“What is most noticeable, firstly, is the diversity of origins, ages and gender of the curators, who have mainly valued the artistic and personal aspects of the films over any other consideration and, secondly, that they reflect the work carried out at Animac over the 25 years, as most of the directors and films listed have been present in the event in a commitment to creative and cultural diversity,” Animac festival director Carolina López assessed.
“It should also be noted that the most recurrent nationalities in the list of feature films are from Japan and France, countries boasting an important industry and also extensive support for culture, which becomes a major creative field. As for the directors, we note that Eastern European countries are a great pool of talent even today thanks to their great tradition in animation, but that, again and fortunately, there is a clear diversity of nationalities. And Spain, despite not topping the ranking, still occupies a place in these lists.
“In terms of genre, the feature film format continues to be male dominated (in terms of directors), while we find parity in more independent filmmakers, and in the Top Emerging Talent list most are women. Meanwhile, [traditional 2D is] the most valued technique, followed by stop-motion and 3D.”
Animac 2021 will celebrate its 25-year journey both in Lleida and online (movies on Filmin in Spain only; lectures and meetings on YouTube) with special programming closely linked to the TOP LIST ANIMAC 25, including screening a selection of the ranking’s most outstanding feature films and shorts and a virtual roundtable featuring Ushev, Pessoa and other short filmmakers who made the list. This, of course, in addition to the festival’s yearly offering of the latest captivating animated shorts and features from around the world.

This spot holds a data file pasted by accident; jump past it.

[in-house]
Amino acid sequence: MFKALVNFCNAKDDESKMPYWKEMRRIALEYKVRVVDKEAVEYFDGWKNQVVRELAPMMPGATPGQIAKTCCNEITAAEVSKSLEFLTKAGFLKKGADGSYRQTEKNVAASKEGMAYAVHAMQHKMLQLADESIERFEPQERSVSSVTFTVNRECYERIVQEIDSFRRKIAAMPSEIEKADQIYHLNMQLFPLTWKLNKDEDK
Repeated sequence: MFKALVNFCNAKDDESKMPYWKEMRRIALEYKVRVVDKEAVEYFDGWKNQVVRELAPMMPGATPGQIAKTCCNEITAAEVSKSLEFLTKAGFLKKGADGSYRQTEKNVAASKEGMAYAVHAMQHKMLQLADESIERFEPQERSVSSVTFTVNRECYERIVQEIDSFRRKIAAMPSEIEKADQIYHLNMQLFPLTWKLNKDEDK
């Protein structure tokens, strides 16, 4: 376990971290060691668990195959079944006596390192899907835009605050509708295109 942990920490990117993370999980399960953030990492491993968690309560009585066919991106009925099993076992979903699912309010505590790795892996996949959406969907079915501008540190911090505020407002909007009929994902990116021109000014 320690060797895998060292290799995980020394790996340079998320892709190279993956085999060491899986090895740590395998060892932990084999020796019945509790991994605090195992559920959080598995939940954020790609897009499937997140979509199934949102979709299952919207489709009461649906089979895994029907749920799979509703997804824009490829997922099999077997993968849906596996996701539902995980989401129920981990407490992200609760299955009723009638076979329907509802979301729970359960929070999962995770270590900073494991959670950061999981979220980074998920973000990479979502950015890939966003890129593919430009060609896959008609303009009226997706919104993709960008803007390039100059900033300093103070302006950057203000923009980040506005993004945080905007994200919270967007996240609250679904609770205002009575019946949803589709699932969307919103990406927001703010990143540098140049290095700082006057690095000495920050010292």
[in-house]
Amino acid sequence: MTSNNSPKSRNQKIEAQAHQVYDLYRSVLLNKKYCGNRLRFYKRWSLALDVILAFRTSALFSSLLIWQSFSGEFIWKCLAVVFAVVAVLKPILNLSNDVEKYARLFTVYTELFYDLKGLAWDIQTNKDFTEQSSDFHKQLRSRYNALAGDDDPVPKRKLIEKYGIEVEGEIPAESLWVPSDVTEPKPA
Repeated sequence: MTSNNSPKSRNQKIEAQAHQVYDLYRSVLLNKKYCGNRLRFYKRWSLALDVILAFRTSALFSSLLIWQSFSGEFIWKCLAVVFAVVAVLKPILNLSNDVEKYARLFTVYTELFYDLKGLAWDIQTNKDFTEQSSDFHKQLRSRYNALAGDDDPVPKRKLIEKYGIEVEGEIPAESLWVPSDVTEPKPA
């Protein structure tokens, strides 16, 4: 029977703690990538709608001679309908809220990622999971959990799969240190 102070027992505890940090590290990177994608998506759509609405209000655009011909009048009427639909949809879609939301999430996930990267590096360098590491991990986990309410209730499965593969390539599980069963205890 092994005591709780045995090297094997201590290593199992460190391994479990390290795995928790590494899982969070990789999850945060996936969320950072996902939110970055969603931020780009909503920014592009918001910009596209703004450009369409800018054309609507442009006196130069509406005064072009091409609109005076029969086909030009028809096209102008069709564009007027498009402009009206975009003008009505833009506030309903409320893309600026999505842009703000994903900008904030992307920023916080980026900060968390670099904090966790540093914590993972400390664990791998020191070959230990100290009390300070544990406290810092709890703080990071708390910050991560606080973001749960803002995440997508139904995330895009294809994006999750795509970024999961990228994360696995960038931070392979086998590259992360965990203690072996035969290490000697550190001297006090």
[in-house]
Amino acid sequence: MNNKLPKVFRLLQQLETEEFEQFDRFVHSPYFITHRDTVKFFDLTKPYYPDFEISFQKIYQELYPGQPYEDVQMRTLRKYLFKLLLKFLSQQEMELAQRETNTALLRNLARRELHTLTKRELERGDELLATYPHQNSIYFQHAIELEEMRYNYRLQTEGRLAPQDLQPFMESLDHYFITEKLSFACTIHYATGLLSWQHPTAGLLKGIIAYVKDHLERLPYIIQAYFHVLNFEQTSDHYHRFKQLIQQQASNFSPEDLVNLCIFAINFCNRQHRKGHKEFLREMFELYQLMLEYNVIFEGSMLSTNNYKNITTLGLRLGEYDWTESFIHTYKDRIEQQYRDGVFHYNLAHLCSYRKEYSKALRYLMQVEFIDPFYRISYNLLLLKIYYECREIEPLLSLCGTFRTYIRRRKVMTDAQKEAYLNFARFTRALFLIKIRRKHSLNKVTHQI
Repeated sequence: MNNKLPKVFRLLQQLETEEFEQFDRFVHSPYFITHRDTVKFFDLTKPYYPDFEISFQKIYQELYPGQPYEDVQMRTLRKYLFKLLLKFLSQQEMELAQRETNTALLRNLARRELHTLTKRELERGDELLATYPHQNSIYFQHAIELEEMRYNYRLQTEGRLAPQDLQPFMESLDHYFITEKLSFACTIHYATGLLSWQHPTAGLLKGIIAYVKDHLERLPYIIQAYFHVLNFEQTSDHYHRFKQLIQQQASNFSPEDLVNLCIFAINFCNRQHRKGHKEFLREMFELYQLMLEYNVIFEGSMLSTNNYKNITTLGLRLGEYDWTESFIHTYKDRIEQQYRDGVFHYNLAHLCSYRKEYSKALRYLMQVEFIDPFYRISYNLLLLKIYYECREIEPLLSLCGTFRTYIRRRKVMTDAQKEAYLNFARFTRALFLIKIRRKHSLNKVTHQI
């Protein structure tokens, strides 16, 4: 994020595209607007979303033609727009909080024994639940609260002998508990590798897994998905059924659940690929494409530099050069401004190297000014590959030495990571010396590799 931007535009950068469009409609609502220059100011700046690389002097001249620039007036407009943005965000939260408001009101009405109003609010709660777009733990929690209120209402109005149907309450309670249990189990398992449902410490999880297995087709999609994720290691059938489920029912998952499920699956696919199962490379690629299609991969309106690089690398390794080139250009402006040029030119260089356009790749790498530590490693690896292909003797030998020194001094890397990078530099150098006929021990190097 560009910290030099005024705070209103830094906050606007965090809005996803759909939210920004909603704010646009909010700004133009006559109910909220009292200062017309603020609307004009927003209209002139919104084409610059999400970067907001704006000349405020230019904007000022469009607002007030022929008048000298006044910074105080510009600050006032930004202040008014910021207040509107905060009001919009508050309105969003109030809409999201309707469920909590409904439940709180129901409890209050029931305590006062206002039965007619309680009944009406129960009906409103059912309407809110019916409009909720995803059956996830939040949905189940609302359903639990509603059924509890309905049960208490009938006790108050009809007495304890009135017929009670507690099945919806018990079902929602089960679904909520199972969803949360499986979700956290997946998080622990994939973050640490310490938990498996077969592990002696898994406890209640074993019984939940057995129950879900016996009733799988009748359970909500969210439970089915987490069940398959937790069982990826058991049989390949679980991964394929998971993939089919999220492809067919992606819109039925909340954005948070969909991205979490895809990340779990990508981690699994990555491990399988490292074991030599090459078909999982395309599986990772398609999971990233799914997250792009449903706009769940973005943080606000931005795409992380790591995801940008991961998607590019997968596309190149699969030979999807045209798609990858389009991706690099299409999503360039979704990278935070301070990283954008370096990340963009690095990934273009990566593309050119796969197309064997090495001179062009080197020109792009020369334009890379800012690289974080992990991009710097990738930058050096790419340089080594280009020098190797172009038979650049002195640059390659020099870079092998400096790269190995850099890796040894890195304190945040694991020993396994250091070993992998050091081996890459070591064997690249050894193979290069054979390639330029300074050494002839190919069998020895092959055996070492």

Organizers announced that the 2021 Honorary Award will go to British director, extraordinary artist, feminist and great humorist Joanna Quinn (Affairs of the Art), and the Animation Master Award will go to Oscar-winning Australian stop-motion director Adam Elliot (Mary and Max). During the event, two full retrospectives of their works will be shown on Filmin and the awardees will give a masterclass and a talk, respectively, exclusive to Animac Online, where they will explore their careers and upcoming projects.
Joanna Quinn (U.K., 1962) is one of the most acclaimed figures in world animation. She is internationally recognized for her unique drawing skills, wonderful characterizations and humor. Quinn’s films and commercials have won more than 90 awards, including four Annecy prizes, a BAFTA film award, an Emmy and an Oscar nomination. She has received honorary scholarships and doctorates from four U.K. universities, including the Royal College of Art in London. The new film Affairs of the Art by Quinn and Les Mill will be released in January 2021. (Trailer)
Adam Elliot (Australia, 1972) is one of the most critically acclaimed independent stop-motion animated film directors. His films have won more than a hundred international awards, including the Oscar for Best Animated Short Film in 2004 for Harvie Krumpet. His pieces, which he calls ‘Clayographies’, portray marginalized characters as they have never been portrayed before in animation, and have been seen by millions of people and featured in hundreds of film festivals.